Question: Why does MAS regulate certain aspects of financial planning and not the full range of financial planning activities? What is the distinction between a Financial Adviser and a Financial Planner?
Official answer from the Monetary Authority of Singapore (Source: Q3 of MAS' FAQ HERE ):
The types of services provided by financial planners vary widely. Some planners assess every aspect of their clients' financial profile, including savings, investments, insurance, tax, retirement and estate planning, and help them develop detailed strategies to meet their financial objectives. Others may call themselves financial planners, but only provide advice on a limited range of products and services.
MAS regulates all financial planning activities related to securities, futures and insurance. Tax and estate planning activities do not come under the regulatory ambit. Hence, only financial planners who conduct activities regulated under the Financial Advisers Act (or known as ‘FA activities’) are required to be licensed as a financial adviser. A financial planner may conduct other activities such as tax planning, but these are not subject to supervision by MAS.
Unofficial answer provided by Wilfred Ling based on reality:
‘Financial adviser’ means sell insurance and investment products. Selling insurance & investment is called ‘FA activities’. As a client, you must buy insurance and/or investment products from the financial adviser. The core focus of a financial adviser is to make appointment, do a presentation and closing.
‘Financial planner’ is one who advice holistically on all matters of financial planning. The core focus is fact finding, analysis, provide a recommendation and execute the solutions. The solutions may or may not include products.
The question is this, what is ‘financial planning’? According to the website http://www.moneysense.gov.sg/financial-planning.aspx, it defines financial planning as (brackets are mine):
- Managing your cashflow for your needs today and also to meet future goals like your retirement or your children’s education; (non-FA activity)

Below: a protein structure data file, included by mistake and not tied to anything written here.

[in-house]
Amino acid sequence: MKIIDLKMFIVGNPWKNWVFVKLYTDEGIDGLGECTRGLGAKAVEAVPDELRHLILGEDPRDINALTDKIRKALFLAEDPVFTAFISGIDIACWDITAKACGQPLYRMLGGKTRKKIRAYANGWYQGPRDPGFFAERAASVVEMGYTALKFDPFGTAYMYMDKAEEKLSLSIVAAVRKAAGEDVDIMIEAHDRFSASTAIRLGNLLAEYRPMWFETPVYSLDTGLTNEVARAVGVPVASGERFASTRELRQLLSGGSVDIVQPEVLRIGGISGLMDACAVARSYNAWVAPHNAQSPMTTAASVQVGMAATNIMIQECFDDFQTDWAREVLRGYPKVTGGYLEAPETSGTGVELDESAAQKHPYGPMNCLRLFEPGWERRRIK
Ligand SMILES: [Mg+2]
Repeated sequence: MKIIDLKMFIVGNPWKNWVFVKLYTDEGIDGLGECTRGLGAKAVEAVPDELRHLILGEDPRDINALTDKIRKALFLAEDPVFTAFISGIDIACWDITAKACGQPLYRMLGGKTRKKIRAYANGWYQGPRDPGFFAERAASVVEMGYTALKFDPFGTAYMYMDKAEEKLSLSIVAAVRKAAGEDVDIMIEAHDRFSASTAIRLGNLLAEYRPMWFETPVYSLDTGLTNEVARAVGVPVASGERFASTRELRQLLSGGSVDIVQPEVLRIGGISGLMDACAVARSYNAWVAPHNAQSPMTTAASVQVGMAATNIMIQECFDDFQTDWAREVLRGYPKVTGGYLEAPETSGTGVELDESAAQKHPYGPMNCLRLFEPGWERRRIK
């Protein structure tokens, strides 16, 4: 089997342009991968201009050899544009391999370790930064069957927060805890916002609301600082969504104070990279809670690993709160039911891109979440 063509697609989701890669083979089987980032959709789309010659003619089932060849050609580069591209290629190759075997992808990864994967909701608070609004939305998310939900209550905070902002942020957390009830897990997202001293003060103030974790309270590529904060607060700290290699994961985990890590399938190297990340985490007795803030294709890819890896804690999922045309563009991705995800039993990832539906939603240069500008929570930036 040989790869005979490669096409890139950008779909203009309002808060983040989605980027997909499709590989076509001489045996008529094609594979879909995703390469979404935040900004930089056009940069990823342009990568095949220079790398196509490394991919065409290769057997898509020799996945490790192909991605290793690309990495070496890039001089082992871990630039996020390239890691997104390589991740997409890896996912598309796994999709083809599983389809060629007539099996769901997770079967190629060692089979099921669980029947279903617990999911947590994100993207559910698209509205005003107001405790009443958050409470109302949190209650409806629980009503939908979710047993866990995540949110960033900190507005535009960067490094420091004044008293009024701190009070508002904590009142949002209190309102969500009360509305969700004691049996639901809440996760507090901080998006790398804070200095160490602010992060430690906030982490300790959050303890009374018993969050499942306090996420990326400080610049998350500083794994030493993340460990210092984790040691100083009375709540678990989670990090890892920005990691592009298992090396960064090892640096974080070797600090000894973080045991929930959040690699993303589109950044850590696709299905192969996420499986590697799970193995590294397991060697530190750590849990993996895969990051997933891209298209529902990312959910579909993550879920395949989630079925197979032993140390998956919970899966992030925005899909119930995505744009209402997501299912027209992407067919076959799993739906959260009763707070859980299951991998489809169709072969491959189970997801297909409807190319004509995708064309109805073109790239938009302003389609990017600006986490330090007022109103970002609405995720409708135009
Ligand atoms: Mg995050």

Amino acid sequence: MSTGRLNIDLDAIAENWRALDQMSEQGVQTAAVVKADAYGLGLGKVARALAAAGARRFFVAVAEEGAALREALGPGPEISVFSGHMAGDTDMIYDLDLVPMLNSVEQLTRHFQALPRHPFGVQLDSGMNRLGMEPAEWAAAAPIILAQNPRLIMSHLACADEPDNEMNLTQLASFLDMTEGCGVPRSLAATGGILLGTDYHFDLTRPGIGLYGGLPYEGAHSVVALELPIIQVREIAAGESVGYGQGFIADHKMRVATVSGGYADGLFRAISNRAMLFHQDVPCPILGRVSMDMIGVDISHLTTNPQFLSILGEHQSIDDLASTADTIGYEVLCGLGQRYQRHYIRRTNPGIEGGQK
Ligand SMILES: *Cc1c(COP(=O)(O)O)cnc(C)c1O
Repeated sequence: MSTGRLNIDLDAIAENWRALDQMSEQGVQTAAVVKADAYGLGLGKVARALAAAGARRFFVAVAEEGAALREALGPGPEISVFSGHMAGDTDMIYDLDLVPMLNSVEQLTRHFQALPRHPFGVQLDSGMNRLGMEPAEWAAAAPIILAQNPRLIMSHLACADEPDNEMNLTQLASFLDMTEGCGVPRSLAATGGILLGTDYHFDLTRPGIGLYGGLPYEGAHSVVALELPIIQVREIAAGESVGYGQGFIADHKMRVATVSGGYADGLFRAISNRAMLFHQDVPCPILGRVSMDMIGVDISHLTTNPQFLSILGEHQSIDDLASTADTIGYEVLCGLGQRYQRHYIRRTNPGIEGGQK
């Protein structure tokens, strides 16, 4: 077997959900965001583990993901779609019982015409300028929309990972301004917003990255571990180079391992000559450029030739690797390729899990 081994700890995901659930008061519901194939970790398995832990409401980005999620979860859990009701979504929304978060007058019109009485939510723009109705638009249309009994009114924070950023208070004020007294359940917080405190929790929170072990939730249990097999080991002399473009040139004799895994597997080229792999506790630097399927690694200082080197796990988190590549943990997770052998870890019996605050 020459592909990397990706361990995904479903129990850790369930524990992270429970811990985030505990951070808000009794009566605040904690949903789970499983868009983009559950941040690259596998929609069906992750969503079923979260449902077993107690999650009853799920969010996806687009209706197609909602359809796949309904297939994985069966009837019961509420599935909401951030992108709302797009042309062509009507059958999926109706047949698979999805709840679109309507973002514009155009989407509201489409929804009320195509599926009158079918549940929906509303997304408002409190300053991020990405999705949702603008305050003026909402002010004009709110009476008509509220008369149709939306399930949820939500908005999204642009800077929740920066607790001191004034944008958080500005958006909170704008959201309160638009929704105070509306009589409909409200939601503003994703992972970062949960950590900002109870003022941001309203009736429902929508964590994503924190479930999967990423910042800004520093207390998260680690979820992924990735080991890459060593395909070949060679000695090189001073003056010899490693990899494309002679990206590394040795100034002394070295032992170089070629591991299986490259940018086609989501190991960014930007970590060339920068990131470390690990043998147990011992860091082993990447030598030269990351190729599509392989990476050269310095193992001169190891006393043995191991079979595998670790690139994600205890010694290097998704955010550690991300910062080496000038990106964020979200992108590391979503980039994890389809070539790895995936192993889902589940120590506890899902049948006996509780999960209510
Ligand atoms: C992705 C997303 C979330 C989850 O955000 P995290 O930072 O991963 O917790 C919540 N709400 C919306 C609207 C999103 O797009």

- Managing you and your family’s exposure to unforeseen events like pre-mature death, illness or disability; (FA activity - insurance)
- Investment planning to meet your financial goals; (FA activity - investments)
- Planning for your retirement; (non-FA activity)
- Planning your taxes efficiently; (non-FA activity) and
- Planning the transfer of your estate to the people and causes you care about (non-FA activity)
Missing from the above list is Singaporean’s #1 concern which is affordability to purchase a property. Under the financial planning jargon, it is called ‘Credit Management’ which is also a non-FA activity. Therefore, out of 7 financial planning activities, only 2 are considered FA activities.
As far as the ordinary consumer is concerned, they are better off engaging a financial planner who can provide the FULL range of advice instead of just narrowly focus on insurance and investments. To illustrate why this is so, I have seen cases in which the client has invested so much money in insurance that he cannot retire. In another scenario, I have seen many young people who invested so much money in stocks (because they were inspired by irresponsible books and news articles on the fallacy of investing when young) that they have to cash out their stocks at a loss in order to buy their first matrimony home.
Unfortunately, there are so few financial planners in Singapore. One such company even close down. Yours truly – Wilfred Ling – is probably one person left standing in entire Singapore.
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